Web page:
This week SmartCompany is speaking to key members of the small business and startup communities to find out what they want to see in next week’s budget. This is the second instalment of the series, which will be published throughout the week.
As chief executive and board director of the Australian Hairdressing Council and a salon owner herself, Sandy Chong has her finger firmly on the pulse of the small business community.
With the federal budget fast approaching, she’s calling for a solution to the skills shortage across all industries, as well as for sustainability solutions.
But much of what she’s asking for comes down to removing barriers for business, rather than billions of dollars in investment.
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Like in so many industries, one of the major challenges facing the hair and beauty industry is finding staff, Chong says.
“We have a dire skills shortage in all trades, and in hairdressing we are desperate,” she says.
The process for hiring and sponsoring skilled migrants is “very onerous, very expensive and very complicated”.
At the same time, in a tricky economic environment it can be hard to follow the usual routes to hiring through apprenticeships, training and upskilling.
Businesses are still struggling with the effects of COVID-19, and many have also grappled with natural disasters such as fires and the recent devastating floods on the east coast.
In crisis mode, business owners find themselves with difficult decisions to make.
“When it comes to who we employ and who we let go… in recovery mode we let go of apprentices, because they’re very expensive to employ.”
Chong is also concerned about fragmentation between the state and federal governments. The COVID-19 pandemic, in particular, laid this issue bare, she says.
Public health orders were announced at press conferences in various states, with details as to what they meant released much later.
Small business owners found themselves trying to adhere to rules that were vague, and that differed state-by-state.
“It just becomes a bit dysfunctional,” Chong says.
“I think that we need to have better guidance under the Commonwealth.”
What can the government do to help?
There are currently successful incentive programs in place for apprenticeships, Chong notes. But she would like to see those extended, and measures making it easier for small businesses to hire — and keep — apprentices.
Addressing the skills shortage will also mean making the immigration process much smoother, she adds. Being able to bring more people into the industry from overseas will ultimately have a positive impact on home-grown talent.
“We can only employ apprentices if we have skilled people to help transfer skills and also teach,” Chong explains.
“We don’t want people using industries as back-door visas to get into the country, but we do need quality people.”
Addressing the issue of state and federal government fragmentation, she would simply like to see a commitment to collaboration.
“Having clear messages for everybody in every state, so every industry knows what they’re meant to do, how they’re meant to do it and where to go for the information would make a lot of sense,” she says.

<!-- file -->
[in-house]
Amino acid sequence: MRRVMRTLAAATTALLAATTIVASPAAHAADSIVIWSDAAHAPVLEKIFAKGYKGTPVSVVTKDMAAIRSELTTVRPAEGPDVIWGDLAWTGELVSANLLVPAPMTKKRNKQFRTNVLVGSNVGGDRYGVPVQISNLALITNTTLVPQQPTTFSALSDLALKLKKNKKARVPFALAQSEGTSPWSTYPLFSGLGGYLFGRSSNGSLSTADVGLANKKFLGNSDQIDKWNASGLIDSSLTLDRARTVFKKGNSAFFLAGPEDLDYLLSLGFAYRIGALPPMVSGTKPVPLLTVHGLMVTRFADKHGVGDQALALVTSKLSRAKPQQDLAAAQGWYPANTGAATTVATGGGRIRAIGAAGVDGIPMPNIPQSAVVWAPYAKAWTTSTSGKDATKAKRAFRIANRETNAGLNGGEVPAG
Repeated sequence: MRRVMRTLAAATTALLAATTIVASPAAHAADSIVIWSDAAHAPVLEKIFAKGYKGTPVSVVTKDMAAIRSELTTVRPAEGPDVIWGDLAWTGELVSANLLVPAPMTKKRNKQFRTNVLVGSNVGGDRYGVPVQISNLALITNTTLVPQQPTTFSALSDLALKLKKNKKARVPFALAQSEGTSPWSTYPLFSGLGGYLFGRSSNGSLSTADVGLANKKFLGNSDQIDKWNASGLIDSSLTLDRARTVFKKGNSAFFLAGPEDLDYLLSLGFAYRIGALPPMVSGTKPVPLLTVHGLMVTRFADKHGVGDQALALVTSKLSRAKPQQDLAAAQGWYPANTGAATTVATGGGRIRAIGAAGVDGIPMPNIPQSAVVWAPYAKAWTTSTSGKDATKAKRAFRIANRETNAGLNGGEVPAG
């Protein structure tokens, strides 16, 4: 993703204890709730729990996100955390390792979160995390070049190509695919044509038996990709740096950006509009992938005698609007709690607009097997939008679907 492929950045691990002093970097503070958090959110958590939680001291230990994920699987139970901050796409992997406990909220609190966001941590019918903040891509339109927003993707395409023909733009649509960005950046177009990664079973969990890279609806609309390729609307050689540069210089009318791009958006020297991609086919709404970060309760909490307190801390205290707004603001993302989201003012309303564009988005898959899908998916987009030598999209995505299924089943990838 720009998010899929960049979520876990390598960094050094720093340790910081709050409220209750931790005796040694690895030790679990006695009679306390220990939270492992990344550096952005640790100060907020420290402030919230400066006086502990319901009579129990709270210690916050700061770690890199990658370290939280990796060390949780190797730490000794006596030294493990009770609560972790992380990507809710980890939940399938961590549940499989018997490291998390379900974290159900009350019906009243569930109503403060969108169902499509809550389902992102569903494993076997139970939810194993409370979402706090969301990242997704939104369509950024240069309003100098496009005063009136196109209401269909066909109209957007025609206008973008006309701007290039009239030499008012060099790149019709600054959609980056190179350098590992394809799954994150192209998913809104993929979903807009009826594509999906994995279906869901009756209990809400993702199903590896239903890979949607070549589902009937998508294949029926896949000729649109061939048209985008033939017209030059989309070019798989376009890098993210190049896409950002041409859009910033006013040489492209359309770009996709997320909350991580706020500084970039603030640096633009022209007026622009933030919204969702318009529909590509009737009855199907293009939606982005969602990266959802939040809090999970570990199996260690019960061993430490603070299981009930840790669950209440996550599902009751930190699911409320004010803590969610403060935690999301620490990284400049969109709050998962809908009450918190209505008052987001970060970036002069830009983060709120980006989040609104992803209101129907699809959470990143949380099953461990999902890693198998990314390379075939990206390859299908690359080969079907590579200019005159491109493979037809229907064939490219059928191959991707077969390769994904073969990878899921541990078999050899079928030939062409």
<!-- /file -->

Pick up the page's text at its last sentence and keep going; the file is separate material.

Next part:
Chong is also personally passionate about incentivising sustainability in all industries. In the budget papers, she would like to see some definite leadership from the government on this front.
“There has to be investment into sustainability practices for each and every council in the country, and into reducing our waste dramatically.”
Do you expect to get what you want?
This year in particular, making budget predictions is tricky, Chong notes.
“You have to bear in mind that the government has paid out billions of support … That money would have been there.”
Overall, however, she is relatively optimistic. On a scale of one to 10, she rates her chances of having her wishlist granted at a seven.
When it comes to climate change, she believes the government is starting to feel the pressure, especially given the recent flooding crisis — and the costs it has incurred.
She also believes the politicians in power appreciate the need to get skilled workers into the country, and into desperate industries.
“But are they going to make it easier? I’m not sure.”
When it comes to apprenticeships, there are already overhauls to the vocational education and training systems underway, “and I think that’s going to be a positive thing”.
Will the budget affect the small business vote?
The federal election is looming just beyond the budget. So will Frydenberg’s speech sway the way the hair and beauty small business community votes?
Over the past two years, both federal politicians and the general public have become more aware of the challenges facing small business owners, Chong notes.
More than ever, this election will see small business owners asking what’s in it for them, and which government they think will offer them the most support.
That said, she says it would be prudent to remember the support that has already been offered.
Many of the measures on her wish list don’t involve billion-dollar investments. She wants to see tweaks made to policy, and better collaboration to break down some of the barriers to doing business.
“We’ve all had our hands out now for some time,” she notes.
“The future isn’t about continually putting our hand out … but we do definitely need more support in certain areas to help our businesses grow, thrive and recover.”